Have we fostered a culture in which the lordship and teachings of Jesus, for instance about poverty or human dignity or war, have been honored, studied, taught and practiced? Or have we been content — as so many Christians on both sides of the Atlantic have been content — to drift with this or that prevailing political wind, to trim our sails so that only one or two real distinctives are left, related perhaps to sexual and family life, only then to complain when the principalities and powers, having quietly gained our cooperation in other spheres, such as rampant individualism and the neoliberal vision of the good life that goes with it, now come to attack those last remaining strongholds?
Is it possible America didn’t “fall” with the Supreme Court decision about gay marriage, or Roe v. Wade, but the church abdicated some responsibility leading into the very founding of a nation we thought we could call “Christian?”
Honestly, read Wright’s book. It’s a LOT more to dive into than just this simple post!
I am working my way through part of NT Wright’s work, Surprised by Scripture, and his chapter on Western gods called “Idolatry 2.0” is a fascinating read.
His contention is the Enlightenment re-introduced Epicurean thought through men like Jefferson. Tired of the antics of the Church in the medieval period, the thought of God being “there” but far off was appealing all over again. They were tired of the angry god theory, so they shoved him off on a shelf.
With the rise of science, Wright’s contention is that science isn’t evil. What Epicurean thought introduced, though, was scientism. The world has autonomy, so God doesn’t have much to say much about science.
Or politics, for that matter. Get rid of the divine right of kings and let democracy develop its own way. Of course, that belief has the assumption that when countries elsewhere in the world throw off their old dictators they would naturally want to be Western-styled democracies. When that doesn’t happen, and it really hasn’t happened (think “Arab Spring”), then western civilization is left scratching its head.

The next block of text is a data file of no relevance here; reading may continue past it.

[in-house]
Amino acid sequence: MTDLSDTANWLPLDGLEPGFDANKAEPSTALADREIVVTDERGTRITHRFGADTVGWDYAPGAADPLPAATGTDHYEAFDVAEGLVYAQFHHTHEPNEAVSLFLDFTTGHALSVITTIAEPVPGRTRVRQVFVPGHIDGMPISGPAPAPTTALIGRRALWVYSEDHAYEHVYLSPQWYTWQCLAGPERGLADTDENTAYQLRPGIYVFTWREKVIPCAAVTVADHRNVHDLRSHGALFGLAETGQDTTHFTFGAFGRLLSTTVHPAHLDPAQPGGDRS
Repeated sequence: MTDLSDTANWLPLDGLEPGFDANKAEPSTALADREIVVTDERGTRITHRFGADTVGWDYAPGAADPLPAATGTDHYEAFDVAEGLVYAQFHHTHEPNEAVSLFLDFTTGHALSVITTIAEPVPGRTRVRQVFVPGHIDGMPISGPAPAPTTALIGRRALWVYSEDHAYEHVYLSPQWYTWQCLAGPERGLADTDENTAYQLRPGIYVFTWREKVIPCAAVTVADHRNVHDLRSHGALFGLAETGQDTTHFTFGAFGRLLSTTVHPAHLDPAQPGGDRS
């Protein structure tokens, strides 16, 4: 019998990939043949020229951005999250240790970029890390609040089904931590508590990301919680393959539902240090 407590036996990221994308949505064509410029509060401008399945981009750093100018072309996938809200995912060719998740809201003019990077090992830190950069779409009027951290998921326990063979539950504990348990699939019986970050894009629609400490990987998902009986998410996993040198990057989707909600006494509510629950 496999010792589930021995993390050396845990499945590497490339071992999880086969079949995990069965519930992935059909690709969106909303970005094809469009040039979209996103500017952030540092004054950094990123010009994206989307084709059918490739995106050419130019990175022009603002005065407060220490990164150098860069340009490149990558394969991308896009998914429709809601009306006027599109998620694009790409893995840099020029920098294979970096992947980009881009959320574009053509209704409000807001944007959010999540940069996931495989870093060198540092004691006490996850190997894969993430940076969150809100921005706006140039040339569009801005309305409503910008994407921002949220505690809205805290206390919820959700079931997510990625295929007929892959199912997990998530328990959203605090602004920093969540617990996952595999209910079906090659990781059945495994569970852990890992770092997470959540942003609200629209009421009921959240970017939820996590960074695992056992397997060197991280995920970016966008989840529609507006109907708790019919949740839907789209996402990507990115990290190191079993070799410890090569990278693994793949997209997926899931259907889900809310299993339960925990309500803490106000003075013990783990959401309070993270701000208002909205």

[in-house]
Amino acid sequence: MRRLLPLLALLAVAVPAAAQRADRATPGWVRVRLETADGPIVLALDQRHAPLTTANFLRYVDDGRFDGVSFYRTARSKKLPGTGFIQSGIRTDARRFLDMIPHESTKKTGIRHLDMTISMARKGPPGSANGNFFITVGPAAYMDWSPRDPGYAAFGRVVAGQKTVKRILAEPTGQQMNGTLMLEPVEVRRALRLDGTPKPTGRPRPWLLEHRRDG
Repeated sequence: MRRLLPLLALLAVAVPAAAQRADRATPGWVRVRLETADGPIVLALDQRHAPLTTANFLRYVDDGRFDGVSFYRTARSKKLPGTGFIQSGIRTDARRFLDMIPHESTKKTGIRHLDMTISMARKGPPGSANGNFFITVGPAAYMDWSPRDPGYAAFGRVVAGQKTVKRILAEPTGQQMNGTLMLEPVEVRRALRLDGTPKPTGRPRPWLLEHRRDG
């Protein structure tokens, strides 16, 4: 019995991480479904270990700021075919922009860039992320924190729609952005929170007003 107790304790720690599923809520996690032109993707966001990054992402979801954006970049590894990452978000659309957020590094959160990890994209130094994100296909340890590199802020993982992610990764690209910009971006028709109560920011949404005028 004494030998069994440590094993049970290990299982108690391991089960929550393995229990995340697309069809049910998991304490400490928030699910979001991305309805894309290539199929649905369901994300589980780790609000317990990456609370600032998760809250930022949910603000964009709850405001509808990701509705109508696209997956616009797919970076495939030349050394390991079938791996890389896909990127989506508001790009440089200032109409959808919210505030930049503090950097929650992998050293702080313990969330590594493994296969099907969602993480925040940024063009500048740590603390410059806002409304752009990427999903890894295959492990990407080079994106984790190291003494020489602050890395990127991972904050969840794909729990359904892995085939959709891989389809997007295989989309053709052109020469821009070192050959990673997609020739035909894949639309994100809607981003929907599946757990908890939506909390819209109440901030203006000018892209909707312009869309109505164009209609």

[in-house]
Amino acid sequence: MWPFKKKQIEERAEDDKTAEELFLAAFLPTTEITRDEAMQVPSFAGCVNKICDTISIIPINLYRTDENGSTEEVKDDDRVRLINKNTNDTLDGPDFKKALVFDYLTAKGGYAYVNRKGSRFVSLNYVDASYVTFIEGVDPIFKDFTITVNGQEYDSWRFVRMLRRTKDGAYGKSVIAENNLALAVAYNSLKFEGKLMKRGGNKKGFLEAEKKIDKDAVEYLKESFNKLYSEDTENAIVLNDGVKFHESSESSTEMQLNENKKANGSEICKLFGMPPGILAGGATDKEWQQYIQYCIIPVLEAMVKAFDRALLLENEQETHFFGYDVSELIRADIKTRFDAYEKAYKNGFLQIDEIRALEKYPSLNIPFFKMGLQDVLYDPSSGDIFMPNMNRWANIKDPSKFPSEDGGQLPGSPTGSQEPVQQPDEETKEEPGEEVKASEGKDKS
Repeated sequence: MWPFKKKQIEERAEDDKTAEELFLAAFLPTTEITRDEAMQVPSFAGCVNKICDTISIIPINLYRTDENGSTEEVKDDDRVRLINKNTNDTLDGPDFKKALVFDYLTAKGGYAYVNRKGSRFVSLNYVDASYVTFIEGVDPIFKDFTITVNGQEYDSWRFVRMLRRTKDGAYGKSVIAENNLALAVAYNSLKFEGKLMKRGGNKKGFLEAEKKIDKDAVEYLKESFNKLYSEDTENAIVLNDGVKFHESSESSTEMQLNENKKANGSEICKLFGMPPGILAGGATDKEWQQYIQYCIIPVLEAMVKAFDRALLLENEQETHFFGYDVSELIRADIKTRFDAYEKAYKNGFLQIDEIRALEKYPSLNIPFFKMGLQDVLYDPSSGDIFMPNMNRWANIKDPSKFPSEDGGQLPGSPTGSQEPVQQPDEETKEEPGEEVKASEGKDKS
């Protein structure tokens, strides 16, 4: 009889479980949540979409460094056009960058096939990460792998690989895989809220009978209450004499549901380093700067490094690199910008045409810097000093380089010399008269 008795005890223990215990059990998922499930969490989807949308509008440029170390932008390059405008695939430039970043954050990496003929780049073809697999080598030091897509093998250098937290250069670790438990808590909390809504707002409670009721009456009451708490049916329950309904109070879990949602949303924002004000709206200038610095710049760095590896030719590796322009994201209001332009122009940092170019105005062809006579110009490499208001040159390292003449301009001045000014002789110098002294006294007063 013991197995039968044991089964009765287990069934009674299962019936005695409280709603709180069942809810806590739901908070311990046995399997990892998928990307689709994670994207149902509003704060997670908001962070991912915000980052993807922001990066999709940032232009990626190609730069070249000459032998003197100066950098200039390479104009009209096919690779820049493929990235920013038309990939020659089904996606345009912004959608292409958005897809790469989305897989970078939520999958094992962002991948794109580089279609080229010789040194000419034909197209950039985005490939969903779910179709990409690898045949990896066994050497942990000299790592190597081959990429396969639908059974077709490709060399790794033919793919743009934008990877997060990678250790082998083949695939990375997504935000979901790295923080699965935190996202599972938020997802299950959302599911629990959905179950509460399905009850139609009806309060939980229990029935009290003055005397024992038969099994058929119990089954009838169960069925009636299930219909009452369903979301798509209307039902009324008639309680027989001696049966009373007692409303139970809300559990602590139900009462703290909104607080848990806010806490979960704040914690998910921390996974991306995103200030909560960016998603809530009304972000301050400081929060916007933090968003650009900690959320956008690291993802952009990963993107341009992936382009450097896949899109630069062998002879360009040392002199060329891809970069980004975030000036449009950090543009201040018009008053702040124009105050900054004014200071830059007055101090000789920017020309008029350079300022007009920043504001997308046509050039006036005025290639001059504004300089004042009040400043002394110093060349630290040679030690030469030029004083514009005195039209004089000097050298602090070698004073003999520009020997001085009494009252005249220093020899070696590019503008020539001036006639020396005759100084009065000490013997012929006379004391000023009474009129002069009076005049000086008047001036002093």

In Wright’s view, scientism and political autonomy have given birth to secularism, the dominant motif of the West, especially the United States. Because of the underlying roots of Epicurean thought, secularism still has that “bad taste” in its mouth about an “angry god” so secularism works to shove religiosity from American culture. Get “god talk” out of the public square. Conduct all of life (politics, science, even marriage) as though all that exists is simply visible. No big scary thing out there to worry about.
But what happens when you create a vacuum? The saying goes “nature abhors a vacuum.” You can push God, or gods, upstairs and out of sight, but history shows again and again when you try that, other gods quietly sneak in to take their place.
The “big three” for Wright are these: Mars, Mammon, and Aphrodite. We have the god of war (or power), along with money and sex.
We’ve come to think of sex as simply a “life force” one can’t resist. Christopher Hitchens, preeminent atheistic priest, once said one should never pass up an opportunity to appear on television or to have sex. Even unnamed, Aphrodite is served by millions.
We think money fixes everything. Even those who don’t like evil capitalists and think the government can solve all our problems still need one thing as their catalyst: MORE MONEY. The problem with schools? Lack of funding. The problem with poverty? Lack of funding. The problem with (just insert anything here)? Lack of funding. It’s MONEY.